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From Pennsylvania comes this story of a group of nuns who have made a thriving ministry from the good earth:
Standing in a field of cherry-red maize and ripening pumpkins, John Moreira spotted a large insect flying amid the cornstalks.
“See the praying mantis?” said Mr. Moreira, director of land management at Villa Maria, the motherhouse of the Sisters of the Humility of Mary in Lawrence County. Part of the Catholic sisters’ ministry is an organic farm, and the mantis will eat pests that eat crops.
“If we used pesticides, they would be the first to die. But they help us. They are part of our team,” he said.
The team is five paid farm workers, supported by an army of volunteers. They help the sisters accomplish their mission of feeding the poor and teaching how to live in harmony with God’s creation. At least half of the produce they grow is given to charity.
Villa Maria, which bridges the Pennsylvania-Ohio border, is a town with its own post office, a 300-acre farm and a 400-acre sustainably managed forest. Another 26 acres hold the convent, apartments for the elderly and a vast retreat-and-conference center with amenities ranging from an indoor pool to a 400-seat chapel. It was also the site of the first hospital the sisters founded after they arrived in 1864 and began using their knowledge of herbs to aid victims of smallpox.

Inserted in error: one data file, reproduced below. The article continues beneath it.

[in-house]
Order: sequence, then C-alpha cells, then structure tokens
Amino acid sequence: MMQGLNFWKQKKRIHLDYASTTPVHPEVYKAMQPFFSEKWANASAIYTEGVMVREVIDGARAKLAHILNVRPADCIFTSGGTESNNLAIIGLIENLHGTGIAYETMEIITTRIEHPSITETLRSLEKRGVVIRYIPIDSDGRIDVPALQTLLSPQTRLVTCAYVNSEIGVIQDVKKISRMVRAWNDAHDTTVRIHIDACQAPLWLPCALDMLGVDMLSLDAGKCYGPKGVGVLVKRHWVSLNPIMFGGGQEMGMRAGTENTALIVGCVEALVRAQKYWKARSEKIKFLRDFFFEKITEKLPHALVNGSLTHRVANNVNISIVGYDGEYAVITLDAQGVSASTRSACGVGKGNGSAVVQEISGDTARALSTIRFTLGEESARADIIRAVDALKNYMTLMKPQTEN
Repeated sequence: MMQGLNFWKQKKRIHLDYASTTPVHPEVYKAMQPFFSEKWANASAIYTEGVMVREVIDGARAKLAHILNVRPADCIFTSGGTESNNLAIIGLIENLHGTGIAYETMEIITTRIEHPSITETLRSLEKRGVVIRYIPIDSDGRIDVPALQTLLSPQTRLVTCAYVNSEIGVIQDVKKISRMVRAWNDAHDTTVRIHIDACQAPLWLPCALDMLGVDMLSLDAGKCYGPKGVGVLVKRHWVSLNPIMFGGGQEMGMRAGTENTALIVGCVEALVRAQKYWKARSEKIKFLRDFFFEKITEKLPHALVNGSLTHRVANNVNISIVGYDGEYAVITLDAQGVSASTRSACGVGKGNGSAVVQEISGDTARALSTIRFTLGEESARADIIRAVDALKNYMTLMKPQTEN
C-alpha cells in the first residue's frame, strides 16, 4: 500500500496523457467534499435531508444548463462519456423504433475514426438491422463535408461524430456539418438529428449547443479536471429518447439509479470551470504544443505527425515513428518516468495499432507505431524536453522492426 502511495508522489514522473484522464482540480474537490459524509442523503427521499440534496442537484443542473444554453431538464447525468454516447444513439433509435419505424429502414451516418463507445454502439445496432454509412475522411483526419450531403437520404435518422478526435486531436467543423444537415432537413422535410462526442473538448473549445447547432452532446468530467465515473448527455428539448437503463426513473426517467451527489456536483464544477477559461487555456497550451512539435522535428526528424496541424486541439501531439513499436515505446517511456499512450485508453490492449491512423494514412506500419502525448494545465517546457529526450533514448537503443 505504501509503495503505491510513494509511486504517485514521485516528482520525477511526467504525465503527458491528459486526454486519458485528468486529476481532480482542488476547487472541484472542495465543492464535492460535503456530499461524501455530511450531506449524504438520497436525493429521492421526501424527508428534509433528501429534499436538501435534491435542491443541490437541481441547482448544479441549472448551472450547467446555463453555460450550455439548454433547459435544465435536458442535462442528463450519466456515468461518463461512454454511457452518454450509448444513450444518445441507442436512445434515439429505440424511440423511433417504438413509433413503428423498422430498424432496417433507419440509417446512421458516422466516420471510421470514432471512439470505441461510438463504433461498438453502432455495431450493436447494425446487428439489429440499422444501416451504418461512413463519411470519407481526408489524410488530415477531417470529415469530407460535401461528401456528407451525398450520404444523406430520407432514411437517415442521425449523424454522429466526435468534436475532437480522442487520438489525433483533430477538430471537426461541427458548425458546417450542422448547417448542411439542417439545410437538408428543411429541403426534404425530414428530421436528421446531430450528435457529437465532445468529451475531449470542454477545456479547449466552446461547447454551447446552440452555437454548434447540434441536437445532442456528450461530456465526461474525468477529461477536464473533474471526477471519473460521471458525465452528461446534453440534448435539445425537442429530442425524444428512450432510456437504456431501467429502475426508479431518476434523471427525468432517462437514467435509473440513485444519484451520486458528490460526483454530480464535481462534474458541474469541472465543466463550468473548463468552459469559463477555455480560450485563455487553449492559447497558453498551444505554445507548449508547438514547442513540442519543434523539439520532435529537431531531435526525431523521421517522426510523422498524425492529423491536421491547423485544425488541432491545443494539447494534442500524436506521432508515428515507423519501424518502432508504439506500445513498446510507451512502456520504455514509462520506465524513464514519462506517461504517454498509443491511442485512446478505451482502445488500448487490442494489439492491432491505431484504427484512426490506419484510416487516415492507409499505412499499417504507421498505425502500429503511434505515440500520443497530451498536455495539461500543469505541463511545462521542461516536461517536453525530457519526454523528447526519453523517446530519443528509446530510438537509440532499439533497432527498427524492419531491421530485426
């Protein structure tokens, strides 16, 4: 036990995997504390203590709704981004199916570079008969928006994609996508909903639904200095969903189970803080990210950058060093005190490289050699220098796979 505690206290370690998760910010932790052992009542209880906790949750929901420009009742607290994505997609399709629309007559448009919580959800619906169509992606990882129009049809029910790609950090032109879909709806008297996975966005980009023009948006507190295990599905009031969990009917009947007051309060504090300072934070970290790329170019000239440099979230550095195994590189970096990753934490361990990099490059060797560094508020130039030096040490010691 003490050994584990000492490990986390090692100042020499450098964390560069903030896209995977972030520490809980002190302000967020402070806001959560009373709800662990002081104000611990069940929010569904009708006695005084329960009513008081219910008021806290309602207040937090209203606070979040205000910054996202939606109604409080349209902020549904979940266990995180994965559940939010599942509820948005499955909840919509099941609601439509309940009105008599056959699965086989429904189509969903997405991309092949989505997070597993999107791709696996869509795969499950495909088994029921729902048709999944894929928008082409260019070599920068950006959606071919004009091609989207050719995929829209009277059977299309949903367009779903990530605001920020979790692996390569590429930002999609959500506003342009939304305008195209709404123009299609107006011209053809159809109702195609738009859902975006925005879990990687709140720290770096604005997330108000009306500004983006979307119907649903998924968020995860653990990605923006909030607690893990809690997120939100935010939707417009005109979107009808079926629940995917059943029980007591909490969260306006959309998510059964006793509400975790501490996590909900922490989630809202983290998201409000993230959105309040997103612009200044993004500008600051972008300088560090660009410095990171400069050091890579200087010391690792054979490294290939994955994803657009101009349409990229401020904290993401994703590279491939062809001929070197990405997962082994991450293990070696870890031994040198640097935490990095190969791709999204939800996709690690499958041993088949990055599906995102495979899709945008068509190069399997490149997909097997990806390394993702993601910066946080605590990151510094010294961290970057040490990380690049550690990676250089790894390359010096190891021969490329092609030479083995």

“If you think of all the prayer and good works that have been done on this land, you can feel it,” said Juliane Arena, the marketing director for Villa Maria.
Farming and monasticism have been entwined for 1,500 years. In the sixth century. St. Benedict declared, “[T]hey are truly monks if they live by the labor of their hands.”
But the Sisters of the Humility of Mary never farmed in France, where they were founded a decade before emigrating in 1864.
“They knew how to do things like make lace and teach music,” said Sister Joanne Gardner, the archivist and director of communications. Their mission was to educate girls from French villages. But when a missionary priest begged for a few sisters to teach French settlers in the Ohio wilderness, the entire community of 11 sisters responded.
They accepted a gift of wetlands that neither the bishop of Pittsburgh nor the bishop of Cleveland wanted. They farmed it where others had failed.
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